Dr. Marga Esbert, research coordinator at IVIRMA Barcelona, has been pursuing a new level of research in New Jersey for two years now. As a biologist, she focused for many years on the study of male infertility. Now she has undertaken an international postdoctoral fellowship to discover how and when oocytes can be matured in vitro.
From an early age, Dr Esbert's strong sense of curiosity made her realize that science is for people who are not easily discouraged. We asked her what advice she would give to girls who are considering this as a career option, since there are so many female role models in science today. She was very clear: "What I would tell girls, which is the same thing I tirelessly repeat to my children, is not to let anyone convince them of what they are going to achieve or not, because that depends solely on them".
How did you get started in science?
Let's just say that during my school years, problems and experiments related to scientific subjects were an entertaining challenge for me.
What about reproductive medicine?
By chance. When I was a third-year biology student, a family member who worked in the Dexeus University Institute told me that they needed a substitute technician in the In Vitro Fertilization laboratory. I had a brief interview with Dr. Ana Veiga, a pioneer in Spanish assisted reproduction who I had seen many times on TV. Incidentally, I trembled throughout the entire interview. And the following week, I began attending the laboratory to learn from the person I was going to replace.
And did the spark come alive?
One of my duties was to open the laboratory. When I arrived on the first day, however, the embryologists were already at work conducting an embryo biopsy with pre-implantation genetic testing. These people were able to safely extract the cells from the embryo for genetic screening; insert a sperm into the egg; and consequently, transfer these embryos to the women who would become mothers. I was so incredibly moved that I was certain that what I wanted most in life was to be an embryologist.
I stayed on once the substitution period was over and finished my degree. Afterwards, I was fortunate enough to study the Master's Degree in Assisted Reproduction that was taught there in conjunction with the Autonomous University of Barcelona.
Were you exposed to science as a child?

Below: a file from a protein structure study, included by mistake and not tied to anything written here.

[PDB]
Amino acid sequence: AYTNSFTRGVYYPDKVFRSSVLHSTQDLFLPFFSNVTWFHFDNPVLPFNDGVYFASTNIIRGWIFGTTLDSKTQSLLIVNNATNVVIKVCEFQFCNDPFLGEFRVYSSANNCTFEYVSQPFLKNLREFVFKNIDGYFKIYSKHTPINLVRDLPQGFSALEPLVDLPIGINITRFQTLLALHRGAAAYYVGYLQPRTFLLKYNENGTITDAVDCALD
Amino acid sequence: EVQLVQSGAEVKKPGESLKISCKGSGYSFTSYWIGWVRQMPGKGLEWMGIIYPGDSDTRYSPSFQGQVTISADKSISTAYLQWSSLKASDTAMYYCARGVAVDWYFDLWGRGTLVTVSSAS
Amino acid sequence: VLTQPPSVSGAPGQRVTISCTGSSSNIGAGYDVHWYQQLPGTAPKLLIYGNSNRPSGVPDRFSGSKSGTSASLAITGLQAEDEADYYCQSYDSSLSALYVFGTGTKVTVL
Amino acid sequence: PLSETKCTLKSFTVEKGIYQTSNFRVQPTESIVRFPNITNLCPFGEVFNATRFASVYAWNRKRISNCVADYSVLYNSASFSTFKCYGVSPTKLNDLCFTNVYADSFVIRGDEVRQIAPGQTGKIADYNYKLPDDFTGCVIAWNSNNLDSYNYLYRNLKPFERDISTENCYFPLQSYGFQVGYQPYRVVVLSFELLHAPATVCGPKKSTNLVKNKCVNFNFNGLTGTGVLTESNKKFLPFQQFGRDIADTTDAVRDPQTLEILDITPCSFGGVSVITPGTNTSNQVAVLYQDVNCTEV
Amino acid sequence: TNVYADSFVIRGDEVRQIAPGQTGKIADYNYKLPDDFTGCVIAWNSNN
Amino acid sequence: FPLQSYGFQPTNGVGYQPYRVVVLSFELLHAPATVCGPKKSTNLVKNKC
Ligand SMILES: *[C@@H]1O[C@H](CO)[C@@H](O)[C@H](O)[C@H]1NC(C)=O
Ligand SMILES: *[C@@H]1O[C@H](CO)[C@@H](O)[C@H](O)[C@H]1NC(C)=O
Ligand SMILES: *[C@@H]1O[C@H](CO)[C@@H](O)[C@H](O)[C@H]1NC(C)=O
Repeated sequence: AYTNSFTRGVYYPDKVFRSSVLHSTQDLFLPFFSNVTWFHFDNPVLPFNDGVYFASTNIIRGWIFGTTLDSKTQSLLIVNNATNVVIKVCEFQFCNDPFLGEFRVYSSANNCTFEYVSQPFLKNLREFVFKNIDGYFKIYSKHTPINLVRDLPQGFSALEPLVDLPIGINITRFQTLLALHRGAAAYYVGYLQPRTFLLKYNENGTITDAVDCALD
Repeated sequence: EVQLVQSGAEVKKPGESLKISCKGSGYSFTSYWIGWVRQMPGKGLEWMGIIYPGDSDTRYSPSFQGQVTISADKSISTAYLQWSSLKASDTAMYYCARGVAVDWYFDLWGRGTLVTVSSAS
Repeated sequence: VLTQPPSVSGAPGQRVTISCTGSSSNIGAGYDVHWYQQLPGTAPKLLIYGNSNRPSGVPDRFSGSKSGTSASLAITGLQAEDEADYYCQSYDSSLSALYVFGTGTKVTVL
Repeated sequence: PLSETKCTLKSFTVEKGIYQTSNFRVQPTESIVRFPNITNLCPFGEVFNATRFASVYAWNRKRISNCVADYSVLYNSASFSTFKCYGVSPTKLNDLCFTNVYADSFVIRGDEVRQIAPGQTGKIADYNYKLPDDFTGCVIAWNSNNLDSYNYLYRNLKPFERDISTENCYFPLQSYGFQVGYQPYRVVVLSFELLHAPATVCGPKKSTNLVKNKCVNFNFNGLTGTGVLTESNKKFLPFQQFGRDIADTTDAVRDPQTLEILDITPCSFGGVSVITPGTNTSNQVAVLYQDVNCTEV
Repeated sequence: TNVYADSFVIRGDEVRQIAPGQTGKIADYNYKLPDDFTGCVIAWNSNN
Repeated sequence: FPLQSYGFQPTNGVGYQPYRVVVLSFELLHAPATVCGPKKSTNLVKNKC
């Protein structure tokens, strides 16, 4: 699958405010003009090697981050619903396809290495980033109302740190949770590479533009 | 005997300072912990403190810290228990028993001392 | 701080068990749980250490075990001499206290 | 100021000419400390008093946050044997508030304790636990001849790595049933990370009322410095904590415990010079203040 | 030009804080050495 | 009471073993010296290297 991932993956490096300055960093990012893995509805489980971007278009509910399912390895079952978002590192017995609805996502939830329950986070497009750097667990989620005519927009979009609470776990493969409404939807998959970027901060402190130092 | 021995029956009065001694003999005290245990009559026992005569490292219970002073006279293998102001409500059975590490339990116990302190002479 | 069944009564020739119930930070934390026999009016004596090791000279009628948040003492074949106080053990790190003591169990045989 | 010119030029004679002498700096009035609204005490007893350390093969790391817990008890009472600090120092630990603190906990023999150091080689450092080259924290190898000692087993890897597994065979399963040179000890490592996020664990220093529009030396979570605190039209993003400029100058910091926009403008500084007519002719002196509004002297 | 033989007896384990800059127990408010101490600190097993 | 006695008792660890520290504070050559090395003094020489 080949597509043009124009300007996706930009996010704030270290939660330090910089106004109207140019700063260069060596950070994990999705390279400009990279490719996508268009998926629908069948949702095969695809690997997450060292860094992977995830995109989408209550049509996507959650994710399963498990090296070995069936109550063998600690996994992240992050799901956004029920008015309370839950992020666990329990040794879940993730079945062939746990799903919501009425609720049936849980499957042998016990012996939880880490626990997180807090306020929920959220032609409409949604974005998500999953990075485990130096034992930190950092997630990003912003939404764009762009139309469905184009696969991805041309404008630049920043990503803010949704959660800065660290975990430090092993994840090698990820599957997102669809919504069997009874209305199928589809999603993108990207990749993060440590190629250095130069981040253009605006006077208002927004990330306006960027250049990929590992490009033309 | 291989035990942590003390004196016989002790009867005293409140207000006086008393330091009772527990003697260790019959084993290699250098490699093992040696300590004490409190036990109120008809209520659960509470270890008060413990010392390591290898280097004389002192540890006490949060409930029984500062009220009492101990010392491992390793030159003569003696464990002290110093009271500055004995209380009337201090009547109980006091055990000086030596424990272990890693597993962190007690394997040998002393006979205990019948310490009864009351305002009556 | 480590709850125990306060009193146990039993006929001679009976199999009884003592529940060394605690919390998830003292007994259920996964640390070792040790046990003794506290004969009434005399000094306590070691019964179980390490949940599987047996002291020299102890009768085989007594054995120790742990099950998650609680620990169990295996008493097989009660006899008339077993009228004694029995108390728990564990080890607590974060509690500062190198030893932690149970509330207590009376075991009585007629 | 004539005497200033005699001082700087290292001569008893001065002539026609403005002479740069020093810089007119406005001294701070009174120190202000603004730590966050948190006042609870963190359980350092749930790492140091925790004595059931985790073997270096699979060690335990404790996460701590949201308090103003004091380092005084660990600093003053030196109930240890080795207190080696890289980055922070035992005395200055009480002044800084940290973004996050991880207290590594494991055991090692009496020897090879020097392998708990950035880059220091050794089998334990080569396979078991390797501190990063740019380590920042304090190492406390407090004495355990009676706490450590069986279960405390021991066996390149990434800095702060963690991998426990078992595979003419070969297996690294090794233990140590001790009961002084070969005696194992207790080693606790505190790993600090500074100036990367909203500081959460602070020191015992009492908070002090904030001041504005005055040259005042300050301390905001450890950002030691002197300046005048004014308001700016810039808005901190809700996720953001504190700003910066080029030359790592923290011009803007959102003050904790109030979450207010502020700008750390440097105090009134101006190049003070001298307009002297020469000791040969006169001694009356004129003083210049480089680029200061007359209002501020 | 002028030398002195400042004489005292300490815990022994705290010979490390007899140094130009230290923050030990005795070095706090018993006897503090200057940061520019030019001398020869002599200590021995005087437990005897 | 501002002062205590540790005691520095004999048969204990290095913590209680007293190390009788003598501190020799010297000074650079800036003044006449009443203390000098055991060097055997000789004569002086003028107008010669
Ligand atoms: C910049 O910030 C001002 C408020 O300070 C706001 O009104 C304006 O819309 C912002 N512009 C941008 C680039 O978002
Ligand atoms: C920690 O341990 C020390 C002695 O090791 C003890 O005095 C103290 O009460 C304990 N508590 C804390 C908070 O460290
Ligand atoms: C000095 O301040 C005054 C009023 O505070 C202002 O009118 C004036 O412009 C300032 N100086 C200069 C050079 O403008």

No one in my family was involved in this field, but my parents always stressed the importance of academic training to access the professional career I wanted. I remember my biology teacher. Apart from trying to make her subject enjoyable, she accompanied us to her faculty on the open day to show us the laboratories where she studied, and I later.
What would you say to the girls who want to be scientists?
What I would tell girls, which is the same thing I tirelessly repeat to my children, is, “Don’t let anyone tell you what you are or aren’t going to achieve. That depends entirely upon you.”
Have you encountered any difficulties in your career?
So many! But difficulties are always a learning experience. My mentor, Dr Emre Seli, has taken to heart a quote from John Lennon: “Everything will be okay in the end. And if it’s not okay, it’s not the end." But I do remember it being quite difficult to return to work after my first maternity leave for a number of reasons. The main one was that every night my son woke me up about 5 times to nurse, and I would wake up exhausted every morning. But I believe that children, in addition to providing you with added patience, give you the extra energy to keep going.
Do you think science is vocational?
Totally vocational. It's a job for people who don't give up easily. It can take months to design and obtain approval of the project from an ethics committee. Then it takes months to perfect a technique, then months or years of recruiting patients to obtain results, which are often not what you expected. Finally, you must publish the results... It's a real obstacle course. I think many people do not realize just how much time and effort go into each project.
What is your line of research?
Although I studied male infertility for many years, I have been very focused on in vitro oocyte maturation for the last four years or so.
What led you to this new study?